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Pyramid pose might seem simple, but there’s more to this asana than meets the eye. Parsvottasana means ‘intense side stretch’ — and indeed, it both requires intense focus and results in an intense stretch, especially in your hamstrings. 

This calming forward bend offers a wide number of benefits, such as:

  • Stretching and strengthening the spine
  • Improving balance and coordination 
  • Strengthening the legs
  • Improving posture
  • Stretching the shoulder and wrists
  • Calming the mind
  • Improving digestion


How to Do Pyramid

  1. Begin in Mountain Pose.
  2. Step your left foot back about three to four feet (depending on your height). Spin the left toes out at 45 degrees.
  3. Find heel-t0-heel alignment, with both hips facing forward.
  4. Inhale as you reach your arms out to the sides. Exhale as you reach your arms behind your back and clasp each elbow with the opposite hand. If your shoulders are more flexible, bring your hands into prayer position (palms pressed together with the fingers reaching to the sky). 
  5. Inhale as you draw your shoulder blades back together and lift your chest.
  6. Exhale as you fold forward over your right leg, hinging from the hips. Lead with your heart and keep your spine long.
  7. Ground down through the heel of your back foot as you gaze at your big toe. Hold for up to a minute.
  8. To release, inhale and lead with your heart as you rise. Step your back foot forward to meet the front foot in Mountain and repeat on the other side.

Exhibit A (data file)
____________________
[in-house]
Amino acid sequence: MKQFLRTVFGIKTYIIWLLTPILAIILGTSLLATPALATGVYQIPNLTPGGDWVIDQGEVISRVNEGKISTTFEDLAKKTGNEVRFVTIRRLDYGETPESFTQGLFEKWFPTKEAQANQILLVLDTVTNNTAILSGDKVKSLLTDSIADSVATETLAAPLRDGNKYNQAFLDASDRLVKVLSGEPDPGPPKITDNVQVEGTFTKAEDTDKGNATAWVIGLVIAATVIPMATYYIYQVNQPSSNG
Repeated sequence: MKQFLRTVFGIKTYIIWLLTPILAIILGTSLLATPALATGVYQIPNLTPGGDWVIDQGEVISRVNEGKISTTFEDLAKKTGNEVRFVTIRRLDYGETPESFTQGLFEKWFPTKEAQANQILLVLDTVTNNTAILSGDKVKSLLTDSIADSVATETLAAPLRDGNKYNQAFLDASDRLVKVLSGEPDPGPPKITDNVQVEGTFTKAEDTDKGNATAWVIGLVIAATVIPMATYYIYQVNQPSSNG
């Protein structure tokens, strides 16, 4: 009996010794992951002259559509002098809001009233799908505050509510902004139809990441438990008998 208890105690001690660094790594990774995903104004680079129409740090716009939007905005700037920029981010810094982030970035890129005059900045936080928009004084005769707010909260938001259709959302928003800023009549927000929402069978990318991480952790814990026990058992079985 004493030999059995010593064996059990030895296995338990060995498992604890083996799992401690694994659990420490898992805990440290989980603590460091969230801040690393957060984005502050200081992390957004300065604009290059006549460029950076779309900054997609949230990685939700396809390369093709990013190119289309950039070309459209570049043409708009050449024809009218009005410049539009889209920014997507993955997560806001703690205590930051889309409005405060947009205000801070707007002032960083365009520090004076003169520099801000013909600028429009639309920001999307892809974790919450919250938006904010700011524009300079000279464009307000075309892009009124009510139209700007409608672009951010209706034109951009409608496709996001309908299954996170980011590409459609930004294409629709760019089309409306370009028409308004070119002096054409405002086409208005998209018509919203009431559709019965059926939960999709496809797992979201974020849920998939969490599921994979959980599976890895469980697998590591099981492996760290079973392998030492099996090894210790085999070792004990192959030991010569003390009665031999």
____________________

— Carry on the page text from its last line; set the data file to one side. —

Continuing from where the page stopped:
More on Pyramid Pose Alignment

If the above posture feels too challenging at the moment, there are numerous variations available to you so that you can reap the benefits of Pyramid.

Tight hamstrings? Widen your stance so that your feet are hip-width rather than aligned heel-to-heel.

Tight shoulders? Instead of clasping the arms behind your back, first extend both arms to the sky and then bring them down to frame your front foot. You can also rest your arms on a black.

Back heel lifting off the floor? Try practicing against the wall to find a grounding through the back heel.

Throughout this posture, you’ll want to maintain an awareness of your:

  1. Spine: Keep a nice flat back for a long line of energy from the crown of your head to your tailbone. Avoid rounding the spine.
  2. Hips: Square them to the front of the room. Your left hip will want to open up here, so scoop it forward as you pull your right hip back (or vice versa if on the opposite side).
  3. Leg Positioning: Make sure your feet are much closer together here than in Triangle or Warrior 2. This may mean making adjustments to feel this stretch in the hamstring. Your front leg is straight, but you’re welcome to keep a little microbend in that knee to avoid locking it.


Happy Pyramid!

Regular practice will help you develop strength, balance and confidence in this posture. Haven on the Lake’s yoga instructors are always happy to talk about all things yoga and help you find you your strongest Pyramid.